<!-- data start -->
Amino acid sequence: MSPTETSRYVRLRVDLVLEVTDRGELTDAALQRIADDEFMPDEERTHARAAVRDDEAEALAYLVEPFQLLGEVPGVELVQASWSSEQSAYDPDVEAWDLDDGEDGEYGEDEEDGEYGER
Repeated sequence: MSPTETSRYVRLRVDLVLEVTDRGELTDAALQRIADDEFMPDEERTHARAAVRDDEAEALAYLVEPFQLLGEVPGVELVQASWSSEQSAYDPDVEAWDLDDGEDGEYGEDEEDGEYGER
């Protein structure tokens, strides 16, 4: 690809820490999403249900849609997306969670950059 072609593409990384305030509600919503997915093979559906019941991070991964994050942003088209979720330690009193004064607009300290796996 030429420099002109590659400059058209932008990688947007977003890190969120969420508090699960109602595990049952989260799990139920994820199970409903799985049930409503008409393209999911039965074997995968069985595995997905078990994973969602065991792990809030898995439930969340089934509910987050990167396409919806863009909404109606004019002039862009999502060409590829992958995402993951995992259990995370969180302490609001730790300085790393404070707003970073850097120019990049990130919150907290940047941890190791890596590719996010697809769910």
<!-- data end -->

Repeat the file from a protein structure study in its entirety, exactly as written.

Amino acid sequence: MSPTETSRYVRLRVDLVLEVTDRGELTDAALQRIADDEFMPDEERTHARAAVRDDEAEALAYLVEPFQLLGEVPGVELVQASWSSEQSAYDPDVEAWDLDDGEDGEYGEDEEDGEYGER
Repeated sequence: MSPTETSRYVRLRVDLVLEVTDRGELTDAALQRIADDEFMPDEERTHARAAVRDDEAEALAYLVEPFQLLGEVPGVELVQASWSSEQSAYDPDVEAWDLDDGEDGEYGEDEEDGEYGER
């Protein structure tokens, strides 16, 4: 690809820490999403249900849609997306969670950059 072609593409990384305030509600919503997915093979559906019941991070991964994050942003088209979720330690009193004064607009300290796996 030429420099002109590659400059058209932008990688947007977003890190969120969420508090699960109602595990049952989260799990139920994820199970409903799985049930409503008409393209999911039965074997995968069985595995997905078990994973969602065991792990809030898995439930969340089934509910987050990167396409919806863009909404109606004019002039862009999502060409590829992958995402993951995992259990995370969180302490609001730790300085790393404070707003970073850097120019990049990130919150907290940047941890190791890596590719996010697809769910």